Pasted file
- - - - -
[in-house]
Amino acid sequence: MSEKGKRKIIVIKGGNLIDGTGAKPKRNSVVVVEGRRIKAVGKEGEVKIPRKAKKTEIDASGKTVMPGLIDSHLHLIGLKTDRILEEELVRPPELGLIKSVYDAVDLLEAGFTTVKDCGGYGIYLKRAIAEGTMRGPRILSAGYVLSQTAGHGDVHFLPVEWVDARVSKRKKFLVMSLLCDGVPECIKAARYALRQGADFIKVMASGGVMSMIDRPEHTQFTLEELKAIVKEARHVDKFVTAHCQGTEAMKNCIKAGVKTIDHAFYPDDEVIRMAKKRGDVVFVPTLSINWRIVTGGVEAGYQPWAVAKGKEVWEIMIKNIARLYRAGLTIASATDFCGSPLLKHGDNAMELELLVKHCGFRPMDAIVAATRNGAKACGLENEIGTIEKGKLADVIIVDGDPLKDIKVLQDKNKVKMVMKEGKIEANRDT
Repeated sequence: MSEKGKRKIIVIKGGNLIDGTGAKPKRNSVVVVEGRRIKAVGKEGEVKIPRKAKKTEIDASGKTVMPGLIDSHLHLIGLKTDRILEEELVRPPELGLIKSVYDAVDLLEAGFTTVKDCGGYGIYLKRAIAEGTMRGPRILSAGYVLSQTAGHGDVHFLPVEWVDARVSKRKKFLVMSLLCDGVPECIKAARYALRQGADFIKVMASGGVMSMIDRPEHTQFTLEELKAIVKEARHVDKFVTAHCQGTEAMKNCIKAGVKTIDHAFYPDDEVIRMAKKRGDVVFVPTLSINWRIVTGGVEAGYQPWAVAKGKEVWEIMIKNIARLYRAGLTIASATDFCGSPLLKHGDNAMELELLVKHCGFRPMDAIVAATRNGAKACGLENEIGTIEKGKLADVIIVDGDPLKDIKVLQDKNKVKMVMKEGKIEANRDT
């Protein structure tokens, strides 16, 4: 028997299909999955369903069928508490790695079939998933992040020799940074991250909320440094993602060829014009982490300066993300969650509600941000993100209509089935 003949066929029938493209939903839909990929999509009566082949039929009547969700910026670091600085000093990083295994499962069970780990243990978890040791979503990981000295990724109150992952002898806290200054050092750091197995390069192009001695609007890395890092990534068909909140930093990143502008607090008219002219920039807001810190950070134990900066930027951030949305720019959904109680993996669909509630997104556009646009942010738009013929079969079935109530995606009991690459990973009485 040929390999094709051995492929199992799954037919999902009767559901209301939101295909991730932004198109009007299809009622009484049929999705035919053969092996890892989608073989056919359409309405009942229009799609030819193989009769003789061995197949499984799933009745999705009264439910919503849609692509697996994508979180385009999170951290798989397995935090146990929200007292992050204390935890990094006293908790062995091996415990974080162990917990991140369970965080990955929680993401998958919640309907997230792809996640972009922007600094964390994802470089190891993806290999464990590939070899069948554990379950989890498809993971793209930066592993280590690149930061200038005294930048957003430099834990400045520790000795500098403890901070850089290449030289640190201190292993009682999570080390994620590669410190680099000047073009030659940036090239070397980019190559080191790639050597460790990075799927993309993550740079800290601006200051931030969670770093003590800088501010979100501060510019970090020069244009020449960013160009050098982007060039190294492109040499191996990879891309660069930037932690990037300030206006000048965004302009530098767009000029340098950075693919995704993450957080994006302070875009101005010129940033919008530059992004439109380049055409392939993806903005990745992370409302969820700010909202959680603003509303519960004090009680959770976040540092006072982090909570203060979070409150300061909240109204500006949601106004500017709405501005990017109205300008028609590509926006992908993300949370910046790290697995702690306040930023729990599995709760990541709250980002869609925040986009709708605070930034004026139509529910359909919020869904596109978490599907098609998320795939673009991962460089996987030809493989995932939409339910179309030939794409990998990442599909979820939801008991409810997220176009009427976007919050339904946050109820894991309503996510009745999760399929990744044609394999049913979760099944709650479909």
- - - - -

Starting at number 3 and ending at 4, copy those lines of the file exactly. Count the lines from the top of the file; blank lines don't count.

Repeated sequence: MSEKGKRKIIVIKGGNLIDGTGAKPKRNSVVVVEGRRIKAVGKEGEVKIPRKAKKTEIDASGKTVMPGLIDSHLHLIGLKTDRILEEELVRPPELGLIKSVYDAVDLLEAGFTTVKDCGGYGIYLKRAIAEGTMRGPRILSAGYVLSQTAGHGDVHFLPVEWVDARVSKRKKFLVMSLLCDGVPECIKAARYALRQGADFIKVMASGGVMSMIDRPEHTQFTLEELKAIVKEARHVDKFVTAHCQGTEAMKNCIKAGVKTIDHAFYPDDEVIRMAKKRGDVVFVPTLSINWRIVTGGVEAGYQPWAVAKGKEVWEIMIKNIARLYRAGLTIASATDFCGSPLLKHGDNAMELELLVKHCGFRPMDAIVAATRNGAKACGLENEIGTIEKGKLADVIIVDGDPLKDIKVLQDKNKVKMVMKEGKIEANRDT
């Protein structure tokens, strides 16, 4: 028997299909999955369903069928508490790695079939998933992040020799940074991250909320440094993602060829014009982490300066993300969650509600941000993100209509089935 003949066929029938493209939903839909990929999509009566082949039929009547969700910026670091600085000093990083295994499962069970780990243990978890040791979503990981000295990724109150992952002898806290200054050092750091197995390069192009001695609007890395890092990534068909909140930093990143502008607090008219002219920039807001810190950070134990900066930027951030949305720019959904109680993996669909509630997104556009646009942010738009013929079969079935109530995606009991690459990973009485 040929390999094709051995492929199992799954037919999902009767559901209301939101295909991730932004198109009007299809009622009484049929999705035919053969092996890892989608073989056919359409309405009942229009799609030819193989009769003789061995197949499984799933009745999705009264439910919503849609692509697996994508979180385009999170951290798989397995935090146990929200007292992050204390935890990094006293908790062995091996415990974080162990917990991140369970965080990955929680993401998958919640309907997230792809996640972009922007600094964390994802470089190891993806290999464990590939070899069948554990379950989890498809993971793209930066592993280590690149930061200038005294930048957003430099834990400045520790000795500098403890901070850089290449030289640190201190292993009682999570080390994620590669410190680099000047073009030659940036090239070397980019190559080191790639050597460790990075799927993309993550740079800290601006200051931030969670770093003590800088501010979100501060510019970090020069244009020449960013160009050098982007060039190294492109040499191996990879891309660069930037932690990037300030206006000048965004302009530098767009000029340098950075693919995704993450957080994006302070875009101005010129940033919008530059992004439109380049055409392939993806903005990745992370409302969820700010909202959680603003509303519960004090009680959770976040540092006072982090909570203060979070409150300061909240109204500006949601106004500017709405501005990017109205300008028609590509926006992908993300949370910046790290697995702690306040930023729990599995709760990541709250980002869609925040986009709708605070930034004026139509529910359909919020869904596109978490599907098609998320795939673009991962460089996987030809493989995932939409339910179309030939794409990998990442599909979820939801008991409810997220176009009427976007919050339904946050109820894991309503996510009745999760399929990744044609394999049913979760099944709650479909």